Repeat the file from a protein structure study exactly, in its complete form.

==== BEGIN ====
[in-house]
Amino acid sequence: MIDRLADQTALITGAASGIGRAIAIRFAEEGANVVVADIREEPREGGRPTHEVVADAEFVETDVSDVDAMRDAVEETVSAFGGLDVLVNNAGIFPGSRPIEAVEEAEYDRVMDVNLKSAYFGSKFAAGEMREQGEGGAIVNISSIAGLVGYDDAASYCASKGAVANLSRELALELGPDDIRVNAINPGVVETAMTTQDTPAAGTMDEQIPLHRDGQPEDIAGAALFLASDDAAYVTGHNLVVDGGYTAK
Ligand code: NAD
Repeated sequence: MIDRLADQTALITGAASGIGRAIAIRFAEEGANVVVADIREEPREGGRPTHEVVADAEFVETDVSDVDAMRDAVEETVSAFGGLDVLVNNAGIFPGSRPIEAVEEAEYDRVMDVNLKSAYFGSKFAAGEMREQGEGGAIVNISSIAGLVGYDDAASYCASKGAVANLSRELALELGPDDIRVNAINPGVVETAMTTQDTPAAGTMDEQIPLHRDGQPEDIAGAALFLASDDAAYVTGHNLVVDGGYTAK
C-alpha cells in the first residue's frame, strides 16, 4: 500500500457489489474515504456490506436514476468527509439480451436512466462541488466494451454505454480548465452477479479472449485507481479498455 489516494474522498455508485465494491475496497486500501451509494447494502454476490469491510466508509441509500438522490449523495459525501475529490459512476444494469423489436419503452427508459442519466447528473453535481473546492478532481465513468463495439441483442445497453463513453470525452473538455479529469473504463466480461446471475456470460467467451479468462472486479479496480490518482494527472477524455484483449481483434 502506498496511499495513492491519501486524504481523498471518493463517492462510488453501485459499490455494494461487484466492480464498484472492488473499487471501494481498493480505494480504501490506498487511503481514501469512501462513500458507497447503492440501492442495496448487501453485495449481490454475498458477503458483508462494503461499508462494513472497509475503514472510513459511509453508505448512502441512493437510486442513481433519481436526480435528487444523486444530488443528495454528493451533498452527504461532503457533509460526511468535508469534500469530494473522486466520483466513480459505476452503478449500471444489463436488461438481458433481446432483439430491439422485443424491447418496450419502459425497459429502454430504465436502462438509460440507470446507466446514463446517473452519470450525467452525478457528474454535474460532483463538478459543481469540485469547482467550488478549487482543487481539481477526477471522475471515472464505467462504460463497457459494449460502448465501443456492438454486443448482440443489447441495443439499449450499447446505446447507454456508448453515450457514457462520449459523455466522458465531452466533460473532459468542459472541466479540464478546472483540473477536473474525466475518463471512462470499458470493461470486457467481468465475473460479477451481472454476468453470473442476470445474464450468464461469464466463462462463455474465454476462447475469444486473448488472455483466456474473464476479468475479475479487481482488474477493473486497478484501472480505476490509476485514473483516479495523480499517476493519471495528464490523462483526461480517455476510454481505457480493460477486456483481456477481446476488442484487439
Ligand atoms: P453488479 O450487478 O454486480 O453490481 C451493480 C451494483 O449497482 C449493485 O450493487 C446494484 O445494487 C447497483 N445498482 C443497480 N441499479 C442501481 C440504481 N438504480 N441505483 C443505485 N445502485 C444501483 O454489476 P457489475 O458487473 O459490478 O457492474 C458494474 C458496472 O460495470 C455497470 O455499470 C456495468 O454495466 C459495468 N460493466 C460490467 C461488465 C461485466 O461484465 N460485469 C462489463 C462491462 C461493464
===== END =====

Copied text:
[in-house]
Amino acid sequence: MIDRLADQTALITGAASGIGRAIAIRFAEEGANVVVADIREEPREGGRPTHEVVADAEFVETDVSDVDAMRDAVEETVSAFGGLDVLVNNAGIFPGSRPIEAVEEAEYDRVMDVNLKSAYFGSKFAAGEMREQGEGGAIVNISSIAGLVGYDDAASYCASKGAVANLSRELALELGPDDIRVNAINPGVVETAMTTQDTPAAGTMDEQIPLHRDGQPEDIAGAALFLASDDAAYVTGHNLVVDGGYTAK
Ligand code: NAD
Repeated sequence: MIDRLADQTALITGAASGIGRAIAIRFAEEGANVVVADIREEPREGGRPTHEVVADAEFVETDVSDVDAMRDAVEETVSAFGGLDVLVNNAGIFPGSRPIEAVEEAEYDRVMDVNLKSAYFGSKFAAGEMREQGEGGAIVNISSIAGLVGYDDAASYCASKGAVANLSRELALELGPDDIRVNAINPGVVETAMTTQDTPAAGTMDEQIPLHRDGQPEDIAGAALFLASDDAAYVTGHNLVVDGGYTAK
C-alpha cells in the first residue's frame, strides 16, 4: 500500500457489489474515504456490506436514476468527509439480451436512466462541488466494451454505454480548465452477479479472449485507481479498455 489516494474522498455508485465494491475496497486500501451509494447494502454476490469491510466508509441509500438522490449523495459525501475529490459512476444494469423489436419503452427508459442519466447528473453535481473546492478532481465513468463495439441483442445497453463513453470525452473538455479529469473504463466480461446471475456470460467467451479468462472486479479496480490518482494527472477524455484483449481483434 502506498496511499495513492491519501486524504481523498471518493463517492462510488453501485459499490455494494461487484466492480464498484472492488473499487471501494481498493480505494480504501490506498487511503481514501469512501462513500458507497447503492440501492442495496448487501453485495449481490454475498458477503458483508462494503461499508462494513472497509475503514472510513459511509453508505448512502441512493437510486442513481433519481436526480435528487444523486444530488443528495454528493451533498452527504461532503457533509460526511468535508469534500469530494473522486466520483466513480459505476452503478449500471444489463436488461438481458433481446432483439430491439422485443424491447418496450419502459425497459429502454430504465436502462438509460440507470446507466446514463446517473452519470450525467452525478457528474454535474460532483463538478459543481469540485469547482467550488478549487482543487481539481477526477471522475471515472464505467462504460463497457459494449460502448465501443456492438454486443448482440443489447441495443439499449450499447446505446447507454456508448453515450457514457462520449459523455466522458465531452466533460473532459468542459472541466479540464478546472483540473477536473474525466475518463471512462470499458470493461470486457467481468465475473460479477451481472454476468453470473442476470445474464450468464461469464466463462462463455474465454476462447475469444486473448488472455483466456474473464476479468475479475479487481482488474477493473486497478484501472480505476490509476485514473483516479495523480499517476493519471495528464490523462483526461480517455476510454481505457480493460477486456483481456477481446476488442484487439
Ligand atoms: P453488479 O450487478 O454486480 O453490481 C451493480 C451494483 O449497482 C449493485 O450493487 C446494484 O445494487 C447497483 N445498482 C443497480 N441499479 C442501481 C440504481 N438504480 N441505483 C443505485 N445502485 C444501483 O454489476 P457489475 O458487473 O459490478 O457492474 C458494474 C458496472 O460495470 C455497470 O455499470 C456495468 O454495466 C459495468 N460493466 C460490467 C461488465 C461485466 O461484465 N460485469 C462489463 C462491462 C461493464